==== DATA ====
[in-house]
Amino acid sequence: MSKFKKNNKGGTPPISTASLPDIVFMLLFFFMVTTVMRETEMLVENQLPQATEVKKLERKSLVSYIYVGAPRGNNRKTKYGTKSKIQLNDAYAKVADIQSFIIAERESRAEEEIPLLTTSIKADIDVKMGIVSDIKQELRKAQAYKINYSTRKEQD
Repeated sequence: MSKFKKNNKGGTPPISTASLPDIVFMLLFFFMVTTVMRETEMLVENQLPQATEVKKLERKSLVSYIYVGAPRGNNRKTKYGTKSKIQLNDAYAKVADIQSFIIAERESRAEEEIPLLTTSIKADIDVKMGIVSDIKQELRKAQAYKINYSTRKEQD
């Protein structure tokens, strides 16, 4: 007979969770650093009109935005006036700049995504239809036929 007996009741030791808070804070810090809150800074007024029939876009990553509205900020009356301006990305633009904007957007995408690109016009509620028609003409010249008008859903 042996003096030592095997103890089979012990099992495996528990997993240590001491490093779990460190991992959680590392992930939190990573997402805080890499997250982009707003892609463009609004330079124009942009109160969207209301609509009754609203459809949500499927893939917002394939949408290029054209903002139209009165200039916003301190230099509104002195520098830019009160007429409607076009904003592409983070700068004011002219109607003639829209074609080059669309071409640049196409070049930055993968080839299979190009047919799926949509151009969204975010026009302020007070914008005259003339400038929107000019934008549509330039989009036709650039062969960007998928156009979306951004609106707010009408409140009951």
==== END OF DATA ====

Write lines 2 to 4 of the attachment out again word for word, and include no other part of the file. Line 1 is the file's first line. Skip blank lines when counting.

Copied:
Amino acid sequence: MSKFKKNNKGGTPPISTASLPDIVFMLLFFFMVTTVMRETEMLVENQLPQATEVKKLERKSLVSYIYVGAPRGNNRKTKYGTKSKIQLNDAYAKVADIQSFIIAERESRAEEEIPLLTTSIKADIDVKMGIVSDIKQELRKAQAYKINYSTRKEQD
Repeated sequence: MSKFKKNNKGGTPPISTASLPDIVFMLLFFFMVTTVMRETEMLVENQLPQATEVKKLERKSLVSYIYVGAPRGNNRKTKYGTKSKIQLNDAYAKVADIQSFIIAERESRAEEEIPLLTTSIKADIDVKMGIVSDIKQELRKAQAYKINYSTRKEQD
């Protein structure tokens, strides 16, 4: 007979969770650093009109935005006036700049995504239809036929 007996009741030791808070804070810090809150800074007024029939876009990553509205900020009356301006990305633009904007957007995408690109016009509620028609003409010249008008859903 042996003096030592095997103890089979012990099992495996528990997993240590001491490093779990460190991992959680590392992930939190990573997402805080890499997250982009707003892609463009609004330079124009942009109160969207209301609509009754609203459809949500499927893939917002394939949408290029054209903002139209009165200039916003301190230099509104002195520098830019009160007429409607076009904003592409983070700068004011002219109607003639829209074609080059669309071409640049196409070049930055993968080839299979190009047919799926949509151009969204975010026009302020007070914008005259003339400038929107000019934008549509330039989009036709650039062969960007998928156009979306951004609106707010009408409140009951």